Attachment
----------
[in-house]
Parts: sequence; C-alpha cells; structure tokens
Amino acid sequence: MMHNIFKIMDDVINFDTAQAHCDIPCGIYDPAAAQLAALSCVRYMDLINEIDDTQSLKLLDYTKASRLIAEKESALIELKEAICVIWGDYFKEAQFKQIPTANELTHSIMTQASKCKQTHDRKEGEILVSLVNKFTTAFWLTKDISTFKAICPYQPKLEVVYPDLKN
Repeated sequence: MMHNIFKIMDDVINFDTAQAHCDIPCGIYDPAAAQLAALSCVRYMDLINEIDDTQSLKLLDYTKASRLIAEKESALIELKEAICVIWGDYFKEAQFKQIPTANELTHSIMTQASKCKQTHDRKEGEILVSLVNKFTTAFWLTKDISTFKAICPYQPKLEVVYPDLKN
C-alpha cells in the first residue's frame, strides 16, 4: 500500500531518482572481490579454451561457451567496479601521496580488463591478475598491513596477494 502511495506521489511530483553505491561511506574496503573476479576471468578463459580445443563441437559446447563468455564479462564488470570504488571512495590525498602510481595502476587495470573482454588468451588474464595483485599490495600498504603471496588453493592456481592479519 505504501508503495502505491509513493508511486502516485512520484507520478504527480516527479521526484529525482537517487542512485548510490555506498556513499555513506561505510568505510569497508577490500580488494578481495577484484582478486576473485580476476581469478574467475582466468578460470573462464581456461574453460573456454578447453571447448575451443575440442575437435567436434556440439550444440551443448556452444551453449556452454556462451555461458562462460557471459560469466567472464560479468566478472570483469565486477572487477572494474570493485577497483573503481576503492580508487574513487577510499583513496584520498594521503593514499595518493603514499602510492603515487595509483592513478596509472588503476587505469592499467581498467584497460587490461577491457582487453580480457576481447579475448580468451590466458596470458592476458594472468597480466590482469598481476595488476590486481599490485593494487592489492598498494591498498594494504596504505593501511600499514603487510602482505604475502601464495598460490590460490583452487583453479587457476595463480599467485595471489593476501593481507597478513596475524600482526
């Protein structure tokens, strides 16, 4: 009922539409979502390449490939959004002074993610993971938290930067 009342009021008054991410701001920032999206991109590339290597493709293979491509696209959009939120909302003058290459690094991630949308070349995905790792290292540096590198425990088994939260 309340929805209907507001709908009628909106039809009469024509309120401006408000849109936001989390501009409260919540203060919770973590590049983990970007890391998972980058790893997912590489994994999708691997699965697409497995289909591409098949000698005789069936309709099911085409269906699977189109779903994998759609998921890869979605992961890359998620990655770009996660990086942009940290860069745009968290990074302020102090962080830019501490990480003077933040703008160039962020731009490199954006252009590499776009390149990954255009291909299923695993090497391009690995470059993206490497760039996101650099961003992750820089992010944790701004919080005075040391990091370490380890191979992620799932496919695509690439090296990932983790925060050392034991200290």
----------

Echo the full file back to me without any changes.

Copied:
[in-house]
Parts: sequence; C-alpha cells; structure tokens
Amino acid sequence: MMHNIFKIMDDVINFDTAQAHCDIPCGIYDPAAAQLAALSCVRYMDLINEIDDTQSLKLLDYTKASRLIAEKESALIELKEAICVIWGDYFKEAQFKQIPTANELTHSIMTQASKCKQTHDRKEGEILVSLVNKFTTAFWLTKDISTFKAICPYQPKLEVVYPDLKN
Repeated sequence: MMHNIFKIMDDVINFDTAQAHCDIPCGIYDPAAAQLAALSCVRYMDLINEIDDTQSLKLLDYTKASRLIAEKESALIELKEAICVIWGDYFKEAQFKQIPTANELTHSIMTQASKCKQTHDRKEGEILVSLVNKFTTAFWLTKDISTFKAICPYQPKLEVVYPDLKN
C-alpha cells in the first residue's frame, strides 16, 4: 500500500531518482572481490579454451561457451567496479601521496580488463591478475598491513596477494 502511495506521489511530483553505491561511506574496503573476479576471468578463459580445443563441437559446447563468455564479462564488470570504488571512495590525498602510481595502476587495470573482454588468451588474464595483485599490495600498504603471496588453493592456481592479519 505504501508503495502505491509513493508511486502516485512520484507520478504527480516527479521526484529525482537517487542512485548510490555506498556513499555513506561505510568505510569497508577490500580488494578481495577484484582478486576473485580476476581469478574467475582466468578460470573462464581456461574453460573456454578447453571447448575451443575440442575437435567436434556440439550444440551443448556452444551453449556452454556462451555461458562462460557471459560469466567472464560479468566478472570483469565486477572487477572494474570493485577497483573503481576503492580508487574513487577510499583513496584520498594521503593514499595518493603514499602510492603515487595509483592513478596509472588503476587505469592499467581498467584497460587490461577491457582487453580480457576481447579475448580468451590466458596470458592476458594472468597480466590482469598481476595488476590486481599490485593494487592489492598498494591498498594494504596504505593501511600499514603487510602482505604475502601464495598460490590460490583452487583453479587457476595463480599467485595471489593476501593481507597478513596475524600482526
């Protein structure tokens, strides 16, 4: 009922539409979502390449490939959004002074993610993971938290930067 009342009021008054991410701001920032999206991109590339290597493709293979491509696209959009939120909302003058290459690094991630949308070349995905790792290292540096590198425990088994939260 309340929805209907507001709908009628909106039809009469024509309120401006408000849109936001989390501009409260919540203060919770973590590049983990970007890391998972980058790893997912590489994994999708691997699965697409497995289909591409098949000698005789069936309709099911085409269906699977189109779903994998759609998921890869979605992961890359998620990655770009996660990086942009940290860069745009968290990074302020102090962080830019501490990480003077933040703008160039962020731009490199954006252009590499776009390149990954255009291909299923695993090497391009690995470059993206490497760039996101650099961003992750820089992010944790701004919080005075040391990091370490380890191979992620799932496919695509690439090296990932983790925060050392034991200290």